Csound Basics: MIDI Granular

Since the sonic landscape of granular synthesis is a relatively new and foreign one, it might be more useful to explore this world in real-time. To do this, we will convert our granular synthesizer into a MIDI instrument and replace most of the envelope generators with scaled 7-bit controllers (midic7). Further, we will initialize the controllers to create a "preset" starting timbre using ctrlinit. Figure 8 is the Csound orchestra code for our MIDI Morphing Granular instrument.


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Figure 8: Orchestra file for a MIDI version of our morphing granular instrument.

In this orchestra we have introduced two MIDI "value converters," cpsmidi and ampmidi because we need some way to convert MIDI note numbers to their Hz (or cps) equivalent as required by the grain opcode. We also need a way of mapping MIDI velocity to maximum linear amplitude. In this case the velocities from 0-127 will be scaled to a range of 0-10000. Controller 80, scaled from a range of 0 to 10000, will be added to the base-frequency derived from the note played on the MIDI keyboard (icps + kcps). The other 4 controllers (16,17,18 and 19) are also scaled to specific ranges and assigned to grain duration, grain density, amplitude and pitch offset.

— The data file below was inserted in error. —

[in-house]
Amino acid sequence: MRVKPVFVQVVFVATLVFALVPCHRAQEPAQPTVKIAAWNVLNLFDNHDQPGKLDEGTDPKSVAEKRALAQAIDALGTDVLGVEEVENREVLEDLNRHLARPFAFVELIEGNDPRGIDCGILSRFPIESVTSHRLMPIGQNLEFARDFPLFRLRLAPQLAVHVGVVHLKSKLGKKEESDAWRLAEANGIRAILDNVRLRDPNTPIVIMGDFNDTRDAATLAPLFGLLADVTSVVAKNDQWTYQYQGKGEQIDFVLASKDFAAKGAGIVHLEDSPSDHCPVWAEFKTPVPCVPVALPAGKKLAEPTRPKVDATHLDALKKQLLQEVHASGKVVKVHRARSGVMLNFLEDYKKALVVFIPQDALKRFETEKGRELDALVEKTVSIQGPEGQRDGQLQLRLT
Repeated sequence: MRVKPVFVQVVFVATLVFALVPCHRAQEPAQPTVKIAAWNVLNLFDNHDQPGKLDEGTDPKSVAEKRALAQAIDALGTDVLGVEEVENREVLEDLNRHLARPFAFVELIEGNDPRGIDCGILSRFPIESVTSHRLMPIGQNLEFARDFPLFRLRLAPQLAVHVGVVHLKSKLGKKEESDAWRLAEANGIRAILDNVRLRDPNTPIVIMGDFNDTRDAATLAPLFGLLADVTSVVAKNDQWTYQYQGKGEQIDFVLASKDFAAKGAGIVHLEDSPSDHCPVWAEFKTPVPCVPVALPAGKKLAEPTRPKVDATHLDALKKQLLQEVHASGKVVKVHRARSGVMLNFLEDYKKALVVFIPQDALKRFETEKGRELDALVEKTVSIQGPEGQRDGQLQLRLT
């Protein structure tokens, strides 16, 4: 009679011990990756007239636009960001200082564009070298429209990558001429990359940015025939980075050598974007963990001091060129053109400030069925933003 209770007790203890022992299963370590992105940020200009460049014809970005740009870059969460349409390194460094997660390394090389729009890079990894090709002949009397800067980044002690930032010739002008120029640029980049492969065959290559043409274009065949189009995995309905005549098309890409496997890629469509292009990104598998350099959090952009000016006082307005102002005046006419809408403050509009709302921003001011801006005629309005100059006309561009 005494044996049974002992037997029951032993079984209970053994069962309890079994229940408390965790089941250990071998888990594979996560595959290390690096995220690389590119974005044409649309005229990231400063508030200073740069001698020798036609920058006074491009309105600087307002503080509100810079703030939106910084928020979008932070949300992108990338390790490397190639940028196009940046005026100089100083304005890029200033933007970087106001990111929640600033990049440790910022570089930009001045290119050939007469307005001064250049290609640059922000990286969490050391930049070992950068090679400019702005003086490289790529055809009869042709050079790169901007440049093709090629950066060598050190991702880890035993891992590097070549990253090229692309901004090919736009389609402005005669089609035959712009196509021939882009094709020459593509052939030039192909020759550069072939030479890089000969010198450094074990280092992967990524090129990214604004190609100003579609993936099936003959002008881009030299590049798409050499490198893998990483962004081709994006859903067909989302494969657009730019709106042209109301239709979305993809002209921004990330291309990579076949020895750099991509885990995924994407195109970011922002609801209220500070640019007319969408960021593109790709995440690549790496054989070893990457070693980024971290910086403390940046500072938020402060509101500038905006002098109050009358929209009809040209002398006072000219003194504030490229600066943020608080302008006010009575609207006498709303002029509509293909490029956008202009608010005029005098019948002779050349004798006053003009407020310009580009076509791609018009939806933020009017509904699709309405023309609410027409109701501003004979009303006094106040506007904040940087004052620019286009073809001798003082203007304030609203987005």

One of the important considerations of this and every MIDI instrument is reflected in the use of the linenr opcode. In the past, Csound instruments always "knew" the duration of the note when the instrument was initialized. This is because every note statement, in fact, required three parameters to be specified - instrument number (p1), start time (p2), and duration (p3). All other parameters in the score were left up to the sound designer. But in a MIDI instrument, how can you know the duration of the note in advance? The note's duration depends on how long you hold your fingers down on the keys. So, Vercoe had to create a new class of MIDI envelope opcodes that go into a "release phase" when a noteoff is sensed - all of these MIDI-based signal modifiers end with the letter "r" (linenr, linsegr, exponr, etc.).

The score file for our MIDI instrument is unique also because it can contain no notes. Rather, a dummy f-table is used to keep the instrument active for a certain amount of time. In the case of our granular MIDI instrument, the instrument is kept active for 30 seconds - f0 30 as seen in figure 9.

Figure 9: Score file for a MIDI granular instrument with dummy f0 statement.

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